What Is Syntonic Phototherapy?

Syntonic phototherapy is the use of specific frequencies and wavelengths of light to improve balance in the body’s regulatory centers. Doctors have been using syntonic therapy for over 80 years to treat amblyopia (lazy eye), strabismus (eye turn) and focusing/ convergence problems.

This unique therapy benefits more than vision and can help with learning disorders, chronic headaches, or reducing the effects of brain injuries, stress, trauma and concussion. Syntonic phototherapy is effective when directed under the guidance of a neuro-optometrist, so have a conversation with our optometric team to see whether you can benefit as well.

How Is the Balance of the Nervous System Restored?

“Syntony” means balance, and in this case refers to the balance of an integrated nervous system. The autonomic nervous system consists of the sympathetic (“fight or flight”) and parasympathetic (“rest and digest”) nervous system. The colored light used in syntonic phototherapy stimulates the visual system which, in turn, changes the biochemistry of the brain. The color used to stimulate this change depends on the specific condition of the patient. For example, red light stimulates the sympathetic nervous system while blue light stimulates the parasympathetic nervous system.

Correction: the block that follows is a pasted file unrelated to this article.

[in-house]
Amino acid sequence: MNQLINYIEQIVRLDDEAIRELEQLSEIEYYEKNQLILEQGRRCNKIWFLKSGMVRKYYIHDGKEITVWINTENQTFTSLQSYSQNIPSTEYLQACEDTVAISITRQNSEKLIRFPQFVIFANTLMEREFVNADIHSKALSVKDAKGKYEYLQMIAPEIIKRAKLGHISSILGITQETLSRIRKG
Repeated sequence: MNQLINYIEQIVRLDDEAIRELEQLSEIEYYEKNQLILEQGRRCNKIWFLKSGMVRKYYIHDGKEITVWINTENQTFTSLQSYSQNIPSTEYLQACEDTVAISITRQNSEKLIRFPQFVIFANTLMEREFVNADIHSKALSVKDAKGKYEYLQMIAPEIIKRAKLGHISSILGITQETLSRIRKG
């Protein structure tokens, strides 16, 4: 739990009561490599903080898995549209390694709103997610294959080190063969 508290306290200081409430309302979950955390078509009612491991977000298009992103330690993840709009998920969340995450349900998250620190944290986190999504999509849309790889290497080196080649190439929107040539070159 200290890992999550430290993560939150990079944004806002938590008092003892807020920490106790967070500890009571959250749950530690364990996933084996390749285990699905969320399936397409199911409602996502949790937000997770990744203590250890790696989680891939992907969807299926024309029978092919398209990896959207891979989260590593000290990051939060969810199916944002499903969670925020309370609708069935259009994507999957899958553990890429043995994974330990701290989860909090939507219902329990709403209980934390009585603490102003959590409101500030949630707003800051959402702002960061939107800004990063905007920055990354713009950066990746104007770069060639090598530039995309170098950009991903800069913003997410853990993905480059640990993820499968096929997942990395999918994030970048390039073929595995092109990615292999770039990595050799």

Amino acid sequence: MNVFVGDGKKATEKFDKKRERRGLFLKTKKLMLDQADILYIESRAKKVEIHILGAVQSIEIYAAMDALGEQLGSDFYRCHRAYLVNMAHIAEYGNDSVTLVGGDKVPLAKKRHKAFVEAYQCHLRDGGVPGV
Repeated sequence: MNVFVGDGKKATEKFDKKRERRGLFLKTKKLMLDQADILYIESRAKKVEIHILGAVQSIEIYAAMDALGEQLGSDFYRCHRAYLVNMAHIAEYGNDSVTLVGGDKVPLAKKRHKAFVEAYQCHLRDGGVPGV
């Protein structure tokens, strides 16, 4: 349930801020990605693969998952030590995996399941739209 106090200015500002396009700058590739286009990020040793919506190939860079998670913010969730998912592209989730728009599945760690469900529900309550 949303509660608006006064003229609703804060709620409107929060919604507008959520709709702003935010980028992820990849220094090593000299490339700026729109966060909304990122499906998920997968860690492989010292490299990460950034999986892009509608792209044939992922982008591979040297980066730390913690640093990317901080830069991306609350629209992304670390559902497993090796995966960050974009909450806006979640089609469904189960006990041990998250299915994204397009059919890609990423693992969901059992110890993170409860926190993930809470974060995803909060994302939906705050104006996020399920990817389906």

To monitor the change and treatment progress, the pupil reaction, functional visual field and binocularity measured before and during a phototherapy session. Once the balance of the two systems is restored, the results are usually long-lasting.

What are the Benefits of Syntonic Phototherapy?

Syntonic phototherapy is often used in conjunction with vision therapy, eyeglasses, or optical aids and has been shown to achieve any of the following results: